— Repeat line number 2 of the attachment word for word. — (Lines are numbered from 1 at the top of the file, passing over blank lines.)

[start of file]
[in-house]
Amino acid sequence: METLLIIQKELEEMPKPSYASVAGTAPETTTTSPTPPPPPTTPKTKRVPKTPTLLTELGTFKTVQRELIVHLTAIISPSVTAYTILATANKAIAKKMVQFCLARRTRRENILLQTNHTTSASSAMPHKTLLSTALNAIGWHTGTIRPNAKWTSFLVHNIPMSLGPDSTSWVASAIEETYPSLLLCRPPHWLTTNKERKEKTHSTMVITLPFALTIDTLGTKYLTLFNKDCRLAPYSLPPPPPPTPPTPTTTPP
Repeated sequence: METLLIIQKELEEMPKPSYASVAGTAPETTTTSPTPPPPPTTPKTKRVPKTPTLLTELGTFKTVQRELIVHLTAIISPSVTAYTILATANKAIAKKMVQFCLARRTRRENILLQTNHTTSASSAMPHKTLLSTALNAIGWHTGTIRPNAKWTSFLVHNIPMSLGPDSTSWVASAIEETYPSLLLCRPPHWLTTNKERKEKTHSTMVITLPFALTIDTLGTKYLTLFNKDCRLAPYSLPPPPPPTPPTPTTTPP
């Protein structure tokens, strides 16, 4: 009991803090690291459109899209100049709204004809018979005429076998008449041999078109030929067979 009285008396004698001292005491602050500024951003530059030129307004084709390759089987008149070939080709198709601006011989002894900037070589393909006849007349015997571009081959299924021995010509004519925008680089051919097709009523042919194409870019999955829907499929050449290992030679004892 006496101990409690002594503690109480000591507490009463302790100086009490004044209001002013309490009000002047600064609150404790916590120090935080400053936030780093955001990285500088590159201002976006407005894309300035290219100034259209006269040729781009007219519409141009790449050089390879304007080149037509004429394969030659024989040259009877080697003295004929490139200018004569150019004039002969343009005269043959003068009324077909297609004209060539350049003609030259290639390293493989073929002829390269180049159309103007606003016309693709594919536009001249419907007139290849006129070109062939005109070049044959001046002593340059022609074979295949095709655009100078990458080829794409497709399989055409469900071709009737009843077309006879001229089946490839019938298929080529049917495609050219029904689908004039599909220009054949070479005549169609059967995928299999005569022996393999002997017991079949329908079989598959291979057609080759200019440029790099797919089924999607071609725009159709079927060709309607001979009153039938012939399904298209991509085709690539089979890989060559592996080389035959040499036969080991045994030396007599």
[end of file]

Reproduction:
Amino acid sequence: METLLIIQKELEEMPKPSYASVAGTAPETTTTSPTPPPPPTTPKTKRVPKTPTLLTELGTFKTVQRELIVHLTAIISPSVTAYTILATANKAIAKKMVQFCLARRTRRENILLQTNHTTSASSAMPHKTLLSTALNAIGWHTGTIRPNAKWTSFLVHNIPMSLGPDSTSWVASAIEETYPSLLLCRPPHWLTTNKERKEKTHSTMVITLPFALTIDTLGTKYLTLFNKDCRLAPYSLPPPPPPTPPTPTTTPP